iv. Guarantee, in all circumstances, the rights to freedom of expression and of peaceful assembly, as enshrined in international human right law, and particularly in Articles 19 and 21 of the International Covenant on Civil and Political Rights;
v. Refrain from using Article 112 of the Criminal Code to target human rights defenders and pro-democracy activists and amend all provisions of the Criminal Code used to repress fundamental rights and freedoms, and bring them into line with international human rights standards.
· Mr. Prayuth Chan-ocha, Prime Minister of Thailand, Email: [email protected]
· Mr. Don Pramudwinai, Minister of Foreign Affairs of Thailand, Email: [email protected]
· Mr. Somsak Thepsutin, Minister of Justice of Thailand, Email: [email protected]
· General Narongpan Jitkaewthae, Commander in Chief of the Army, Email: [email protected]
· Pol Gen Suwat Jangyodsuk, Commissioner-General of the Police, Email: [email protected]
· Ms. Pornprapai Ganjanarinte, National Human Rights Commissioner of Thailand, Email: [email protected], [email protected]
· H.E. Mr. Sek Wannamethee, Ambassador, Permanent Mission of Thailand to the United Nations in Geneva, Switzerland, Email: [email protected]
· Embassy of Thailand in Brussels, Belgium, Email: [email protected]
Please also write to the diplomatic representations of Thailand in your respective countries.
Paris-Geneva, October 12, 2021
Kindly inform us of any action undertaken quoting the code of this appeal in your reply.
The Observatory for the Protection of Human Rights Defenders (the Observatory) was created in 1997 by FIDH and the World Organisation Against Torture (OMCT). The objective of this programme is to prevent or remedy situations of repression against human rights defenders. FIDH and OMCT are both members of ProtectDefenders.eu, the European Union Human Rights Defenders Mechanism implemented by international civil society.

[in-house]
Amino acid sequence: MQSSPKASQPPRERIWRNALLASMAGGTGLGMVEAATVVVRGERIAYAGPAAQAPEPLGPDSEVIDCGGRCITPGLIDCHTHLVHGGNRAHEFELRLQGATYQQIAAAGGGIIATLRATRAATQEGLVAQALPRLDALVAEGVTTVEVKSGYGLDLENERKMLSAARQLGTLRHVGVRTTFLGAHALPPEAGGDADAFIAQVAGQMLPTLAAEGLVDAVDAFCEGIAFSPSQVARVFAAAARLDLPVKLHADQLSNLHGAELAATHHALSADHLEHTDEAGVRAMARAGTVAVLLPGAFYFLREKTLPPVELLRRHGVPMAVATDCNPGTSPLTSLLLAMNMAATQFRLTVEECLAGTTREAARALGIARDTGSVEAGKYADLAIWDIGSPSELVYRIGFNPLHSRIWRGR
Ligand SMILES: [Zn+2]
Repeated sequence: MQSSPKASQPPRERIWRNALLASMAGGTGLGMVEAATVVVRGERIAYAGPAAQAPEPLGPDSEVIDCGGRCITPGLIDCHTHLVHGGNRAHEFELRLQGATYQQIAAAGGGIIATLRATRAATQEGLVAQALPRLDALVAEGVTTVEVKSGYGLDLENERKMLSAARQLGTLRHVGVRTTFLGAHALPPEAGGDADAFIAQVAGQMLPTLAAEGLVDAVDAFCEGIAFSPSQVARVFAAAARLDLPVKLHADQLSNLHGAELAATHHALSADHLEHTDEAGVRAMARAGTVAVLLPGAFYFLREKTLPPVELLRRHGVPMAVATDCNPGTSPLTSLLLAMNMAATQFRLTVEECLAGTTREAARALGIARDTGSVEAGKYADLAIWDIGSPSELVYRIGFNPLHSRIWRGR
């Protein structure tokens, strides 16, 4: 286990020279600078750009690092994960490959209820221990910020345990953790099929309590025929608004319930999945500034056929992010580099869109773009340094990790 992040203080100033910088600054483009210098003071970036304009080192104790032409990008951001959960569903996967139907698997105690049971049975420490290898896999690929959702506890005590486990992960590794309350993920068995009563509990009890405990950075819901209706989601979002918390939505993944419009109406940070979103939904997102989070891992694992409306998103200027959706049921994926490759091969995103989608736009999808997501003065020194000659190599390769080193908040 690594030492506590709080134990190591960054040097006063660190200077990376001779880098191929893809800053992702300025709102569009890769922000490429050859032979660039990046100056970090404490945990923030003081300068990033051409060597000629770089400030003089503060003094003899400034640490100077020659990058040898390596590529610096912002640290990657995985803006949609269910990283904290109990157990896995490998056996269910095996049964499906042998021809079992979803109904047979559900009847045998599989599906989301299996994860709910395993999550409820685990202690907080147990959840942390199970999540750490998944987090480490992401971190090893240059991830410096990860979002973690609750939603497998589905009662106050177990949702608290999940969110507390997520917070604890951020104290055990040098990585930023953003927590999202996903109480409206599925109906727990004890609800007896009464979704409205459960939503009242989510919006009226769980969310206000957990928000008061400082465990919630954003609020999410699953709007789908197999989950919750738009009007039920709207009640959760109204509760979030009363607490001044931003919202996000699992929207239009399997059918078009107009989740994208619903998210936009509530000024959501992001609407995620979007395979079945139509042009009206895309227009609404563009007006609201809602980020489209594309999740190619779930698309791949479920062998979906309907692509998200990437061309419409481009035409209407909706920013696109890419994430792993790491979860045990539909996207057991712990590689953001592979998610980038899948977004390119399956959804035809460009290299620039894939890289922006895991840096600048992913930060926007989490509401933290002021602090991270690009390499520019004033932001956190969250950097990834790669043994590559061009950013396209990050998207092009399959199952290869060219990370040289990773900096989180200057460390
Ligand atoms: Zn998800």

To contact the Observatory, call the emergency line:
· E-mail: [email protected]
· Tel FIDH: +33 (0) 1 43 55 25 18
· Tel OMCT: +41 (0) 22 809 49 39
The 2005 Emergency Decree on Public Administration in the State of Emergency (“Emergency Decree”) provides the legal basis for a series of restrictive measures aimed at controlling the spread of COVID-19. Article 9 of the Emergency Decree prohibits public assemblies and the dissemination of online information that is “false” or capable of instigating fear among the public. Under Article 18, violations of measures under the Emergency Decree carry penalties of up to two years’ imprisonment or a fine of up to 40,000 Baht (approximately 1,025 Euros).
 The United Front of Thammasat and Demonstration (UFTD) is a student pro-democracy group from Bangkok’s Thammasat University, which was formed amid the wave of nationwide student-led pro-democracy demonstrations that began in Thailand in February 2020. Since then, UFTD has played a key role in organising pro-democracy protests and continued to make open criticism of the monarchy and calls for the reform of the institution.
 Article 112 of the Criminal Code imposes jail terms for those who defame, insult, or threaten the King, the Queen, the Heir to the throne, or the Regent. Persons found guilty of violating Article 112 face prison terms of three to 15 years for each count.
 The 2005 Emergency Decree on Public Administration in the State of Emergency (“Emergency Decree”) provides the legal basis for a series of restrictive measures aimed at controlling the spread of COVID-19. Article 9 of the Emergency Decree prohibits public assemblies and the dissemination of online information that is “false” or capable of instigating fear among the public. Under Article 18, violations of measures under the Emergency Decree carry penalties of up to two years’ imprisonment or a fine of up to 40,000 Baht (approximately 1,025 Euros).